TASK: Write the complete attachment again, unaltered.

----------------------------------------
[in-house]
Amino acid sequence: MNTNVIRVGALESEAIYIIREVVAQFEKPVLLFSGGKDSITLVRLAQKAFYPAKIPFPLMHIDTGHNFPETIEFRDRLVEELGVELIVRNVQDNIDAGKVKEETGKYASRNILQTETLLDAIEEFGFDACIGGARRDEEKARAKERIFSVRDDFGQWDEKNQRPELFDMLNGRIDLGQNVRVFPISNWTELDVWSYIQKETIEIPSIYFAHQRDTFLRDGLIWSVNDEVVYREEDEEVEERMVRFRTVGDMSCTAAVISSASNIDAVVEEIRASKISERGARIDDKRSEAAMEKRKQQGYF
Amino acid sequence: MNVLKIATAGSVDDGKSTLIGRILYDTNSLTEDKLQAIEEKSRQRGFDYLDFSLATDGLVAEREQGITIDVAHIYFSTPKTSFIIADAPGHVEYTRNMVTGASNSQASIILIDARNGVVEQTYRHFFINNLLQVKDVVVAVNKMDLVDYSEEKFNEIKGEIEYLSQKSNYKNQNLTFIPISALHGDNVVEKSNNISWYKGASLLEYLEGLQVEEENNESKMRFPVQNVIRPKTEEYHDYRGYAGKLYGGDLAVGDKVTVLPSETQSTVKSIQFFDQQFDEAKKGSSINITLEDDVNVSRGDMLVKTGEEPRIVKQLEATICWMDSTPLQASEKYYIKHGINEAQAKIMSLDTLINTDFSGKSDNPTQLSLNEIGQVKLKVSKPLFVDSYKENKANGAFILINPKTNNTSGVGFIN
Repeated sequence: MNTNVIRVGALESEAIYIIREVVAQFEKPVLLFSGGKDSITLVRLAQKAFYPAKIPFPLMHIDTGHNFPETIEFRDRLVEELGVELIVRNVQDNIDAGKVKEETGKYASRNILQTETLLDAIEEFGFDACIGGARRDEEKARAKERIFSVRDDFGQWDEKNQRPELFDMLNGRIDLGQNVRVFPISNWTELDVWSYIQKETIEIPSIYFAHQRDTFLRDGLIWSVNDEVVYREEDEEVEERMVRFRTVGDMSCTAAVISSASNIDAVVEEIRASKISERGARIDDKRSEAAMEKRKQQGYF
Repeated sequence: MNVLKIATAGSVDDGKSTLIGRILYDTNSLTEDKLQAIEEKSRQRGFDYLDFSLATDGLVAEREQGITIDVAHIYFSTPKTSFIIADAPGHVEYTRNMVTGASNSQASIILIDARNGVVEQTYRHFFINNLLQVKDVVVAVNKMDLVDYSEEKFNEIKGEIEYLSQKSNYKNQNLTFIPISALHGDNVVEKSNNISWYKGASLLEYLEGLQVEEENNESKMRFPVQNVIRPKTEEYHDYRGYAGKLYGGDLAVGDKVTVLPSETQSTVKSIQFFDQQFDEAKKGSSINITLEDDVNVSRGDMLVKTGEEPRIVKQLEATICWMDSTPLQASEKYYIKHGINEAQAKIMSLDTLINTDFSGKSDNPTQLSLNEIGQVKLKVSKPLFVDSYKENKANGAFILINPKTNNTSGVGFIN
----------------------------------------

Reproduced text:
[in-house]
Amino acid sequence: MNTNVIRVGALESEAIYIIREVVAQFEKPVLLFSGGKDSITLVRLAQKAFYPAKIPFPLMHIDTGHNFPETIEFRDRLVEELGVELIVRNVQDNIDAGKVKEETGKYASRNILQTETLLDAIEEFGFDACIGGARRDEEKARAKERIFSVRDDFGQWDEKNQRPELFDMLNGRIDLGQNVRVFPISNWTELDVWSYIQKETIEIPSIYFAHQRDTFLRDGLIWSVNDEVVYREEDEEVEERMVRFRTVGDMSCTAAVISSASNIDAVVEEIRASKISERGARIDDKRSEAAMEKRKQQGYF
Amino acid sequence: MNVLKIATAGSVDDGKSTLIGRILYDTNSLTEDKLQAIEEKSRQRGFDYLDFSLATDGLVAEREQGITIDVAHIYFSTPKTSFIIADAPGHVEYTRNMVTGASNSQASIILIDARNGVVEQTYRHFFINNLLQVKDVVVAVNKMDLVDYSEEKFNEIKGEIEYLSQKSNYKNQNLTFIPISALHGDNVVEKSNNISWYKGASLLEYLEGLQVEEENNESKMRFPVQNVIRPKTEEYHDYRGYAGKLYGGDLAVGDKVTVLPSETQSTVKSIQFFDQQFDEAKKGSSINITLEDDVNVSRGDMLVKTGEEPRIVKQLEATICWMDSTPLQASEKYYIKHGINEAQAKIMSLDTLINTDFSGKSDNPTQLSLNEIGQVKLKVSKPLFVDSYKENKANGAFILINPKTNNTSGVGFIN
Repeated sequence: MNTNVIRVGALESEAIYIIREVVAQFEKPVLLFSGGKDSITLVRLAQKAFYPAKIPFPLMHIDTGHNFPETIEFRDRLVEELGVELIVRNVQDNIDAGKVKEETGKYASRNILQTETLLDAIEEFGFDACIGGARRDEEKARAKERIFSVRDDFGQWDEKNQRPELFDMLNGRIDLGQNVRVFPISNWTELDVWSYIQKETIEIPSIYFAHQRDTFLRDGLIWSVNDEVVYREEDEEVEERMVRFRTVGDMSCTAAVISSASNIDAVVEEIRASKISERGARIDDKRSEAAMEKRKQQGYF
Repeated sequence: MNVLKIATAGSVDDGKSTLIGRILYDTNSLTEDKLQAIEEKSRQRGFDYLDFSLATDGLVAEREQGITIDVAHIYFSTPKTSFIIADAPGHVEYTRNMVTGASNSQASIILIDARNGVVEQTYRHFFINNLLQVKDVVVAVNKMDLVDYSEEKFNEIKGEIEYLSQKSNYKNQNLTFIPISALHGDNVVEKSNNISWYKGASLLEYLEGLQVEEENNESKMRFPVQNVIRPKTEEYHDYRGYAGKLYGGDLAVGDKVTVLPSETQSTVKSIQFFDQQFDEAKKGSSINITLEDDVNVSRGDMLVKTGEEPRIVKQLEATICWMDSTPLQASEKYYIKHGINEAQAKIMSLDTLINTDFSGKSDNPTQLSLNEIGQVKLKVSKPLFVDSYKENKANGAFILINPKTNNTSGVGFIN